Q: Could you take us through the thought process leaving Rzepczynski to pitch to Napoli?

La Russa: Well which happened, was that twice the region didn’t hear Motte’s name. They heard Rzepczynski’s and it didn’t receive moth (as both loose received should). I looked and moth wasn’t there above going. Thus I demanded back moth and her rose Lynn. That’s why it wasn’t me today throw been supposed wasn’t in such a way, which goes letting it throw, this Schlagmann. It straight threw the preheating and went it and to moth was ready. I don’t know, if it were loud, probably material loud. It straight didn’t hear second time. They heard “Rzepczynski” and it didn’t hear “Motte” and as I back designated, said I “Moth,” they heard “Lynn.” Thus I went there, wrong chap out. He’s, which does not go throwing today. I said, “If you decrease/go back, keep ready” to moth. We’ll way the chap because I don’t wish Lynn — it is not to throw. I didn’t would like to injure it. And then moth came in. That’s why — it must be loud. I give credit note to the fans.

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Mets Announce “Substantial” Citi Field Changes

According to ESPN, the Mets are set to announce “substantial” changes to Citi Field to make it friendlier to hitters. The article says that there will be a new (shorter) left field wall, and the fence in right-center field will be moved 250 feet closer to home plate. Oh, sorry, 25 feet. I misread that.

Other changes not mentioned in the piece:

  • A sinkhole near the visiting team’s on-deck circle. You mean you didn’t see it? And now Albert Pujols is missing? Oops. Read the rest of this entry »

Verlander Unavailable During Off-Season

In a highly unorthodox move, Detroit Tigers manager Jim Leyland announced during a press conference yesterday that he was shutting down ace Justin Verlander for the entirety of the off-season.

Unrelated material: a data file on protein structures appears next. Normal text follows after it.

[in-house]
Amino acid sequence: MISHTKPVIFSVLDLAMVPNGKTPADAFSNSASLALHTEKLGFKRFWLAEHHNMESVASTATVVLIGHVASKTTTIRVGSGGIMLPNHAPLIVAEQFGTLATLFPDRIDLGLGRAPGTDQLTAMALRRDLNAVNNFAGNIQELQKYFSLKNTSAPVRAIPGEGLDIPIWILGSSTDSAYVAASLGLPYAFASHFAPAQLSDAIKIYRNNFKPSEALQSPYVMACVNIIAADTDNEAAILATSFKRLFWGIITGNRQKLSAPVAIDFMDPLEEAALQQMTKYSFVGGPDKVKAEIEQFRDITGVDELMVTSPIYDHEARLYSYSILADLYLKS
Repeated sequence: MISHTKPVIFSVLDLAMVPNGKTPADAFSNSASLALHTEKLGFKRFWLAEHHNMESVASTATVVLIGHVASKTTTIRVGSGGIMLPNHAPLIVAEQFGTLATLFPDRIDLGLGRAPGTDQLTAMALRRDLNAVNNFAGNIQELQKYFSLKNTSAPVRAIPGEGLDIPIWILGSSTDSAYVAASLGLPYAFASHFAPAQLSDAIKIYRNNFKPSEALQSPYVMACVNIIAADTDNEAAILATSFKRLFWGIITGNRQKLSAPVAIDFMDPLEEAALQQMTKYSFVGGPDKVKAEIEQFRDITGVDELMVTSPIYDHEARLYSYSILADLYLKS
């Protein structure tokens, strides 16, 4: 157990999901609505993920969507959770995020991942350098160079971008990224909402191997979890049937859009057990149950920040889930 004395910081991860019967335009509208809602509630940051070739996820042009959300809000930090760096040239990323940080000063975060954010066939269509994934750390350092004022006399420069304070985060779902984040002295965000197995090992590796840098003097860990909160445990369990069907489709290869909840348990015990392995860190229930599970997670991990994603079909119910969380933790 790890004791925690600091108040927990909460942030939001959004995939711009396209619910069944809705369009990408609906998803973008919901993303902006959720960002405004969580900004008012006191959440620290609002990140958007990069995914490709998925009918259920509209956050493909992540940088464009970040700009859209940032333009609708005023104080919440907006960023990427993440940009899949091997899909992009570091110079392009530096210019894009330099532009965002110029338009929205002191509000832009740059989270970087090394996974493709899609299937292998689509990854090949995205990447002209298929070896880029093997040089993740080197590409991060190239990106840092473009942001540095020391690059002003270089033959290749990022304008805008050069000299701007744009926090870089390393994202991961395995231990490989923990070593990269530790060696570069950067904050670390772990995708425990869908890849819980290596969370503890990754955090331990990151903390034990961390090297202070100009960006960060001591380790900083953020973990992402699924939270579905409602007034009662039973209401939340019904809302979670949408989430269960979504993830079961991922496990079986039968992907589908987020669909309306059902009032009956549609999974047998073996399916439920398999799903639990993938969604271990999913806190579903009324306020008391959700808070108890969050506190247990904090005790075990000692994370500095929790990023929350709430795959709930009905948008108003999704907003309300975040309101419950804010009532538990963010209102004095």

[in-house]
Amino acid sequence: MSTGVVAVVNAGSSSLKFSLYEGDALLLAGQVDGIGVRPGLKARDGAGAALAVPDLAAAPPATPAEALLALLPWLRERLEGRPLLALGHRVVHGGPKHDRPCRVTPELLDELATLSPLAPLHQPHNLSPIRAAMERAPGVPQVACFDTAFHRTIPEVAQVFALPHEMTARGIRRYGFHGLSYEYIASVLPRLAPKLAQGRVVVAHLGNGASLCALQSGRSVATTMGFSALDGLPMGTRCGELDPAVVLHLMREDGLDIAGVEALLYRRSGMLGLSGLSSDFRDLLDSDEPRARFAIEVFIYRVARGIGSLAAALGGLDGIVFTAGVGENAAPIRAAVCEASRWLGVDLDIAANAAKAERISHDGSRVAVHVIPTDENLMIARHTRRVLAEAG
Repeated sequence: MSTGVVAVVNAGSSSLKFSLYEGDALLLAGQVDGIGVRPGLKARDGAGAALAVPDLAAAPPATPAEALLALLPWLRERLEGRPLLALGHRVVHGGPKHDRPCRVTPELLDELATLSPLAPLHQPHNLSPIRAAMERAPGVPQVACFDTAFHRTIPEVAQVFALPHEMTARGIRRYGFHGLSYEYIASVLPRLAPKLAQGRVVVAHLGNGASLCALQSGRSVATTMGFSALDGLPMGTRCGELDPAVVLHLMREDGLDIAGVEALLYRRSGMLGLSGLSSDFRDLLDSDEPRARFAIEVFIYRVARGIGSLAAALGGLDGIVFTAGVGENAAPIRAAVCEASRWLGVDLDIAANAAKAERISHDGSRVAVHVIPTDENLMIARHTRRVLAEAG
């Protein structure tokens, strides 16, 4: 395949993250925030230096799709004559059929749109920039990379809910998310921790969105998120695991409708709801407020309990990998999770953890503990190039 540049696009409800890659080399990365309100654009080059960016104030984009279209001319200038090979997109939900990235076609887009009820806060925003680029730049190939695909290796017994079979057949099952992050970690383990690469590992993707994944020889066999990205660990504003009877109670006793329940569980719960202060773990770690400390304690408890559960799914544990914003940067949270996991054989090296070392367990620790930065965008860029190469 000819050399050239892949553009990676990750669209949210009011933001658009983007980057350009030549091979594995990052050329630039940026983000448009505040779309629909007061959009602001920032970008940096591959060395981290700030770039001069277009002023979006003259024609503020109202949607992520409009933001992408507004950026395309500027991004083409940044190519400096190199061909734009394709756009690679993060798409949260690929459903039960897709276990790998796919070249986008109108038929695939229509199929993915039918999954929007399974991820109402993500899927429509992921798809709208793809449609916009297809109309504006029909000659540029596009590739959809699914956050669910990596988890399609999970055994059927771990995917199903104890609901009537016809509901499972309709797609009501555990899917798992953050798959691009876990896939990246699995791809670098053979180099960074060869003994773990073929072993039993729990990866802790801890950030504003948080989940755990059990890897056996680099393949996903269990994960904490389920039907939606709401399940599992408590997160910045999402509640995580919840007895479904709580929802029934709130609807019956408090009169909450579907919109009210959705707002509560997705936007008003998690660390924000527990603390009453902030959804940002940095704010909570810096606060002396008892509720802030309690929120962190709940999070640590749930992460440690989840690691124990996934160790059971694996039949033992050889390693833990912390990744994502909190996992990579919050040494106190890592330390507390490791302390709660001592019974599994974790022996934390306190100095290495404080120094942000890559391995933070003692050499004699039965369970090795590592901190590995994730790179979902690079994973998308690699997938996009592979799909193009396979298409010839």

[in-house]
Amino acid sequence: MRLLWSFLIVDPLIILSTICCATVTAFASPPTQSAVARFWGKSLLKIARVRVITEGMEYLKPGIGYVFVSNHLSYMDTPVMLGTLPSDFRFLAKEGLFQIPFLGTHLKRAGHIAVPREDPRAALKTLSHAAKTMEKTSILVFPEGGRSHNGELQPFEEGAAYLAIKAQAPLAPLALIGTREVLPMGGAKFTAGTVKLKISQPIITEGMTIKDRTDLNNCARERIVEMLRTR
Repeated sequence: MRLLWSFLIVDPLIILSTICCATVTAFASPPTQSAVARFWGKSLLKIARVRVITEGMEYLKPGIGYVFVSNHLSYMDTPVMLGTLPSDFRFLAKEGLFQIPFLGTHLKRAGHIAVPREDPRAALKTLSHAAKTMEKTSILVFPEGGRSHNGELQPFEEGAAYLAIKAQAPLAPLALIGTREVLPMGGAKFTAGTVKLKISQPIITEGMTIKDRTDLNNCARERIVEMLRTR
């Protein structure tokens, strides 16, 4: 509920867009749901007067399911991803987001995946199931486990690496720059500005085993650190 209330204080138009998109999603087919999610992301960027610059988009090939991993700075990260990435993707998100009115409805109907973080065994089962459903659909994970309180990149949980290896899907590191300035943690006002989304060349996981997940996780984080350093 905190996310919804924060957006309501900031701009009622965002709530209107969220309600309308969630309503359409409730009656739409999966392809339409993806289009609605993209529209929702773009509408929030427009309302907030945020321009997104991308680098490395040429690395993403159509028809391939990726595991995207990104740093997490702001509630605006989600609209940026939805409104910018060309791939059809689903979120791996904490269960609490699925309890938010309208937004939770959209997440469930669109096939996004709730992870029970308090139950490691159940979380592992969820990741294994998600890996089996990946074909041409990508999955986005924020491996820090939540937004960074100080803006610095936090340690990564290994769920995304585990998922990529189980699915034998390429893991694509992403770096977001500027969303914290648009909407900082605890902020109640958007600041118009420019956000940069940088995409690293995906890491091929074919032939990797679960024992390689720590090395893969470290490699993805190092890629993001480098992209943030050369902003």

“With an arm like that, you don’t want to take any chances,” Leyland said.  “So, yeah, he’s done  for the off-season.  I don’t want him pitching, playing catch, signing autographs, giving interviews, going to see Reel Steel, baking anything, going out in public.  Really, all we’re gonna let him do in the next couple of months is to brush his teeth – with his left hand of course – and some light pool workouts.”

Later, he added: “You’re absolutely going to see Justin again.  Just not until opening day.”

Approached after the anouncement Leyland, characteristicaly enigmatic, kept repeating these three phrases – ‘no-brainer’, ‘slam dunk’, and ‘whiffle ball’ – before rolling back to Tiger headquarters on his motorized scooter.

It appears the wheels are already in motion as Verlander could not be reached or  found for comment.

Red Sox Janitor: “What a Mess!”

“You think The Boston Globe told you the whole story, with Terry Francona’s drug addiction, Jon Lester’s fried chicken binge eating, and Theo Epstein turning a blind eye? You don’t know the half of it. The real story behind the Red Sox September collapse goes so much deeper. First, there’s the prostitution ring Jason Varitek was running from the dugout. Then there’s Dan Wheeler introducing a flesh-eating virus that devoured much of the bullpen. And you can’t forget David Ortiz, working with scientists to create secret clones of most of his teammates that were 40% less good at playing baseball than the real versions. There’s a closet in the bowels of the stadium where the real Carl Crawford and Daniel Bard are trapped, surviving only on the remains of Joey Gathright and Lars Anderson. And let’s not forget the distraction that Zombie Matt Albers created, trying to eat the other players.

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BoogieBall: An Unfilmed Scene from MoneyBall

"You're out of your depth."
“You’re out of your depth.”

Okay, so I may have called the Moneyball movie “boring.” Perhaps it could have been spiced-up a bit by adopting Bradley Woodrum’s excellent suggestions. But I may need to revise my opinion now that I have happened across one of the many revisions of the script. This particular reivision was done by noted directory Paul Thomas Anderson. One unfilmed scene from Anderson’s script between Brad Pitt’s Billy Beane and Anderson-favorite Philip Seymour Hoffman Art Howe really stood out to me.


BILLY BEANE and PETER BRAND emerge from Billy’s office and walk done the hallway…. PETER’s eyes widen and he ducks into the video room… BILLY keeps walking…. ARTIE H. approaches…

ARTIE H.: Hey, Billy.

BILLY: Artie, hey, what’s up, man?

ARTIE H.: Freaking lost again, y’know, right?

BILLY: Four in row.

ARTIE H.: Right. Hey, did you see my new lineup for tonight’s game?

BILLY: You have a new lineup?

ARTIE H.: Yeah, you wanna see?

BILLY: Sure.